Hellinger then engaged Richard Brooks to create a story which would describe the events that led to the Swede’s death. It seems that Brooks produced the first draft which gave the basic framework of an insurance investigator unearthing the mystery behind the Swede’s assassination and the heist that is so central to the thrust of the narrative.

Many then claim that John Huston (uncredited as he was under contract to Warner Bros) was responsible for most of the rest and Anthony Veiller was the name used to credit the screenwriting. Once Robert Siodmak was brought on board as director it is almost certain that he played an important role in creating the final screenplay.

Hellinger had been impressed by Siodmak’s 1944 film The Phantom Lady (also photographed by Woody Bredell). Then The Spiral Staircase was released on 7/2/1946. This film is an extraordinary blend of storytelling and imagery – photographed by the great film noir cinematographer Nicholas Musurica (Stranger On The Third Floor, Out Of The Past).

When we look at German Cinema in the 1920s it is without doubt the most innovative cinema of the time. Murnau, Lang, Wiene and Pabst were pushing the very boundaries of cinema both in terms of storytelling, themes and technical innovation. The European sensibility was much darker than Hollywood. Films such as Pandora’s Box, Diary Of A Lost Girl and Asphalt would have been deemed too sordid and adult for Hollywood tastes.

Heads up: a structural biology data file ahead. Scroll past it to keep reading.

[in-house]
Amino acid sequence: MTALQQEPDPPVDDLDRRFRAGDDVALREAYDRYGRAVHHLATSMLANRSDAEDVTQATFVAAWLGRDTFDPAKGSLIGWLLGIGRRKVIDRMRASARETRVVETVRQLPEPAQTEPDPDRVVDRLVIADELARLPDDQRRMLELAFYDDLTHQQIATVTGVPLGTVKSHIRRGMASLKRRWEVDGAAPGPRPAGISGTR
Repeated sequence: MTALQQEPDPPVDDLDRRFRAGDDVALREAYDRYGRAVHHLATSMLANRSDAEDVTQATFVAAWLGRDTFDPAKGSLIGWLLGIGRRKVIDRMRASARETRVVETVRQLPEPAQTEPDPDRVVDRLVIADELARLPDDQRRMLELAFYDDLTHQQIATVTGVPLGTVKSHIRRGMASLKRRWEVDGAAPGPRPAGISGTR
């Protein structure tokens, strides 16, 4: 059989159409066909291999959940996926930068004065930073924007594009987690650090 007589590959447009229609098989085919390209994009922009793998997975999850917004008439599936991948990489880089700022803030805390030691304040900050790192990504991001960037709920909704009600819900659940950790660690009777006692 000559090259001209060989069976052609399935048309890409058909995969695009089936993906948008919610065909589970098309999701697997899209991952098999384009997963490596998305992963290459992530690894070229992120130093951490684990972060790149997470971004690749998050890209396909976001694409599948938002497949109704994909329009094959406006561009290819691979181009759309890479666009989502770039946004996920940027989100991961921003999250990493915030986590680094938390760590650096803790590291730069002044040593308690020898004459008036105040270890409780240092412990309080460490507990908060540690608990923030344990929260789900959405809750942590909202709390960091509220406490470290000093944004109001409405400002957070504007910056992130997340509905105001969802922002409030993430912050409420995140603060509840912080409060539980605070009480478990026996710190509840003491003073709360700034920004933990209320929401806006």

Robert Siodmak was born in Dresden in 1900. He is known to Criterion fans for his first feature, the 1929 classic People On Sunday. Siodmak then made several films at UFA between 1930 and 1933. Siodmak became a man on the run – he fled the Nazis to Paris and was forced again to flee (to Hollywood) in 1939 with the Nazi Occupation of France. In 1940s Hollywood the Hays Code had a stranglehold on the themes explored in American cinema. The émigré directors (Lang, Wilder, Siodmak, Ulmer, Preminger) would have been eager to delve into material that challenged this Code. 

Like so many émigrés in Hollywood Siodmak was first employed making B Pictures. Here he drew on his UFA experiences and his European sensibilities to produce dark dramas – The Phantom Lady , The Spiral Staircase, The Killers, The Dark Mirror, Cry Of The City, Criss Cross, The File on Thelma Jordan. He is considered the premiere film noir director by Eddie Muller of the Film Noir Foundation. Certainly he would seem to have made more film noirs than any other director.

The Killers was an 8-week shoot that started in late April 1946. By the time that Hellinger and Siodmak began shooting the film, the noir style was becoming a feature of mainstream cinema.